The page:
Tuesday, April 10, 2007

Iran WarWatch (Part Eight)

I wrote the following as a posting in the Stratfor Iran Forum after the Iranians made their big claim about "industrial scale processing" for uranium enrichment.

Color me yawning. This kind of talk will be used by the West as part of the case to whack Ahmadinejad when the war that I expect finally comes, but as a real threat, it is way down on the list.

Iran Says Nuclear Enrichment Reaches Industrial Scale
by Marc Wolfensberger and Patrick Donahue

April 9 (Bloomberg) -- President Mahmoud Ahmadinejad said Iran has begun enriching uranium on an industrial scale, stepping up the country's defiance of the United Nations and risking an escalation of tensions over its nuclear program. ``I am proud to say that right from today our country has entered the group of countries that produce nuclear fuel industrially,'' Ahmadinejad said today at the Natanz uranium- enrichment site. While the president didn't specify the scale of enrichment, Iranian nuclear negotiator Ali Larijani confirmed to reporters that uranium gas was being fed into 3,000 centrifuges. The International Atomic Energy Agency said Feb. 22 that Iran planned to have 3,000 centrifuges at Natanz by May, though a UN official with direct knowledge of the IAEA's Iran inquiries at the time called that goal optimistic. About 1,500 centrifuges spinning non-stop for a year would be needed to produce the 28 kilograms (62 pounds) of 90 percent-enriched uranium needed for a bomb, said nuclear physicist David Albright of the Institute for Science and International Security in Washington.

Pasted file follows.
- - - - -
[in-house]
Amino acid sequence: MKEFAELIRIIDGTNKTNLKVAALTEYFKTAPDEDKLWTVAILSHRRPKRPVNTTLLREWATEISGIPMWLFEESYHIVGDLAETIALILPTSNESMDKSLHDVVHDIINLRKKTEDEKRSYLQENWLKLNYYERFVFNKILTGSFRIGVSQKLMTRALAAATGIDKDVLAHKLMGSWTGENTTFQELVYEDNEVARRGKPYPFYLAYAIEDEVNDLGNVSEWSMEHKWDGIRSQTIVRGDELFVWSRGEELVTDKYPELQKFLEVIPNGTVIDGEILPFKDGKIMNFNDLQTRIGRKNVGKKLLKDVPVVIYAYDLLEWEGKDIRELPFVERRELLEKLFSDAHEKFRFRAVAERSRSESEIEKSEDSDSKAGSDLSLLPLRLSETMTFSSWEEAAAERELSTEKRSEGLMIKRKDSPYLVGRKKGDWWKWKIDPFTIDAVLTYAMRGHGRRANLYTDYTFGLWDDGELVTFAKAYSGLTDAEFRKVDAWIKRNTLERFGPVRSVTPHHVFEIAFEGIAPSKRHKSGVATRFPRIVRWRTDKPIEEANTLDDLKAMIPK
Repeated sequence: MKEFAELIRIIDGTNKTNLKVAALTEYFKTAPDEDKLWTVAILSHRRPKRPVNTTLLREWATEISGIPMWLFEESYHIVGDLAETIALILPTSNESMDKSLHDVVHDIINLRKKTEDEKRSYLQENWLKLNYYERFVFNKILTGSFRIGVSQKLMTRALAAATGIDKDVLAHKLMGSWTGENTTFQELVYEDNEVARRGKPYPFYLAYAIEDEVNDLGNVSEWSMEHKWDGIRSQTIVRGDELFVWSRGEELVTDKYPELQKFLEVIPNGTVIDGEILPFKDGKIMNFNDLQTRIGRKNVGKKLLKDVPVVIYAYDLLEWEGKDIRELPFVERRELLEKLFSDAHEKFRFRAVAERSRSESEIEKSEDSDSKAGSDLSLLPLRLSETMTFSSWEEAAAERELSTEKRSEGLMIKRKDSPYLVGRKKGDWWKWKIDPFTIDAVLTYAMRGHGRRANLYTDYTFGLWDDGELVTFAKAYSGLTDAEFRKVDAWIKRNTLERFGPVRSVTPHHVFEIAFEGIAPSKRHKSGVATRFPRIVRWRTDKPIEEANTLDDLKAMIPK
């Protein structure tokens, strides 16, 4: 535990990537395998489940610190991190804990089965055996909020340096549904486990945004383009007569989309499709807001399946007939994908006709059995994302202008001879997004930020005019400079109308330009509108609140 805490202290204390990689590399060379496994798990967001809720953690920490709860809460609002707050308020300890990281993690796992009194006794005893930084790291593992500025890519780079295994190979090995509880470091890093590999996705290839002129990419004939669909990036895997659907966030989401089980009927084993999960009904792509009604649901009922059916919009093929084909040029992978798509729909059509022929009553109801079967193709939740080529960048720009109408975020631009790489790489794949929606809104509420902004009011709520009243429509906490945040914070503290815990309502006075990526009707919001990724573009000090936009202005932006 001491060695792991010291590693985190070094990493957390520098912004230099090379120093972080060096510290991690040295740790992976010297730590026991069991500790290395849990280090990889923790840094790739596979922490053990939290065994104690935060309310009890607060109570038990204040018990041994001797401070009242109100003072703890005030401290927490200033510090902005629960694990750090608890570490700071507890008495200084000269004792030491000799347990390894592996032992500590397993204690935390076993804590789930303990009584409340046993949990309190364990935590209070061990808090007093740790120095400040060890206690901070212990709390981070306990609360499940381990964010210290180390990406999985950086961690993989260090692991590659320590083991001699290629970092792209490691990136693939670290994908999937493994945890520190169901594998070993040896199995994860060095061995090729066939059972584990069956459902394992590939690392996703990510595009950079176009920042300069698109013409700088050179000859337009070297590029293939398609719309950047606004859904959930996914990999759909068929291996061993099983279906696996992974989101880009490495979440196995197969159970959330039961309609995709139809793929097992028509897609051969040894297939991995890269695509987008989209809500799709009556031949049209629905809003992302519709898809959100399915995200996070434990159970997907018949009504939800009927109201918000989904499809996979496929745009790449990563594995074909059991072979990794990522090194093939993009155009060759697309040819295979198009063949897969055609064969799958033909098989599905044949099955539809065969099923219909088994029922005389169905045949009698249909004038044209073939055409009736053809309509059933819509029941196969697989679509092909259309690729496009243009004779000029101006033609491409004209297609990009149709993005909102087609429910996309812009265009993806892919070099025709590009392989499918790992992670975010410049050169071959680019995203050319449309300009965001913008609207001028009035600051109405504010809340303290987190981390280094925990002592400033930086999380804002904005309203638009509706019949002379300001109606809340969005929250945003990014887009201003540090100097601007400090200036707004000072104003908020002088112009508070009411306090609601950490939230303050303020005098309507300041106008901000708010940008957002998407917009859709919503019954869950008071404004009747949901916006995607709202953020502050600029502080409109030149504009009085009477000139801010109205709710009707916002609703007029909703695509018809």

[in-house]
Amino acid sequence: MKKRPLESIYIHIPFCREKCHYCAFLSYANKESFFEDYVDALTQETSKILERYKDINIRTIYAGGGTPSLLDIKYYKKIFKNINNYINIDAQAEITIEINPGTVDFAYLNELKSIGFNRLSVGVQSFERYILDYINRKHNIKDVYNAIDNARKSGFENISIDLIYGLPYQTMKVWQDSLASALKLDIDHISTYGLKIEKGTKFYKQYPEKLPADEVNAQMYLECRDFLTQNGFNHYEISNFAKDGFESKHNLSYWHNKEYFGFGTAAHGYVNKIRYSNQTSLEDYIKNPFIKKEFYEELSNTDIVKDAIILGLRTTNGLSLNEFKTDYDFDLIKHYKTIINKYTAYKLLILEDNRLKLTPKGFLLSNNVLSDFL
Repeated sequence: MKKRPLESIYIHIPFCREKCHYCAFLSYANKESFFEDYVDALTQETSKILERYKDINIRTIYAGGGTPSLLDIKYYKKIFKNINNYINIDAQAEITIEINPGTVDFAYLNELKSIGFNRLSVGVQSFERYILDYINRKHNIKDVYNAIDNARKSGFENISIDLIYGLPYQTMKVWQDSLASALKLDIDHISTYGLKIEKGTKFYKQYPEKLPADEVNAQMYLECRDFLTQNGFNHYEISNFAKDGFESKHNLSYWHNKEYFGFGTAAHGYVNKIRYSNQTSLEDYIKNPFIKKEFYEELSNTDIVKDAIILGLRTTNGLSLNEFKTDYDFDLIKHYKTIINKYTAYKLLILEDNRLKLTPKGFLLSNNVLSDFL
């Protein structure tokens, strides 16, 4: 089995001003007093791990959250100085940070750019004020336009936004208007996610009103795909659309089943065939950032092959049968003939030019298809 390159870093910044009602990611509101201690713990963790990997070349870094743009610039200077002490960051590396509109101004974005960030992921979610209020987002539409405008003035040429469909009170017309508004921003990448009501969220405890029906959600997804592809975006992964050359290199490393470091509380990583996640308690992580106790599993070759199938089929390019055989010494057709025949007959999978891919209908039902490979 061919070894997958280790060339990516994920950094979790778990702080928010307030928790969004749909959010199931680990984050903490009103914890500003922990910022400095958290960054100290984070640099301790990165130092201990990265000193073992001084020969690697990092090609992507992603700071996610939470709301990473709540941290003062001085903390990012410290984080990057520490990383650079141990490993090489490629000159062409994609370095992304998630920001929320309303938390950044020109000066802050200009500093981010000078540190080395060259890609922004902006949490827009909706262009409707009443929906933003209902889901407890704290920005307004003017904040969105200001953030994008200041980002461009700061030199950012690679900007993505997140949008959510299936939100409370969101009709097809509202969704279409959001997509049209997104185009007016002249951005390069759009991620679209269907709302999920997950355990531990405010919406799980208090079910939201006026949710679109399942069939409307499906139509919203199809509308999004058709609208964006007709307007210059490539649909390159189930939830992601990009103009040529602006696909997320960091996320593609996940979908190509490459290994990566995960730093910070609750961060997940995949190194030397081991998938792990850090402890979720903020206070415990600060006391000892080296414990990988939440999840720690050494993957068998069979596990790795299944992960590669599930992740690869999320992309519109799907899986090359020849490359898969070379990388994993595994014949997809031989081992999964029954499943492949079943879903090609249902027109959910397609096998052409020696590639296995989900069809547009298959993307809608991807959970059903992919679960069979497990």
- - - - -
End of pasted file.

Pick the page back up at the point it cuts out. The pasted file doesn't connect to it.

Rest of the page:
The output of a centrifuge is based upon the rotational speed of the drum, along with the height and diameter (and a few other parameters, I suggest Cochran and Tsoulfanidis' The Nuclear Fuel Cycle: Analysis and Management, pg . 65-67 for a basic treatment).

It is estimated that the Iranian centrifuge design (based on a P1 type centrifuge) can churn out about 2 to 2.5 kg-SWU per year, centrifuge (where SWU is a Separative Work Unit - a term used in uranium enrichment). Numbers as high as 3 kg SWU/year have been touted for the type of centrifuge, but that is for one in optimum condition, run by experienced operators and with access to high-quality maintenance and parts.

So, if we are to believe President Ahmadinejad, then we have Iran cranking away with 3000 centrifuges. If he wants to go to 90% enriched for a bomb (instead of the civlian grade stuff he claims), then he needs around 30 kg of HEU. Note that that 30 kg figure is the low end - and does not take into account the HEU that might be lost in production, machining, etc.

How many kg-SWU will be required to get 30 kg of 90% enriched HEU? You can pencil it out, or you can use a Uranium SWU caculator provided by the FAS. I used a tails assay of 0.3% and got 5788 kg-SWU to get it. So... it does seem to pencil out to be around a year or so to get 30 kg.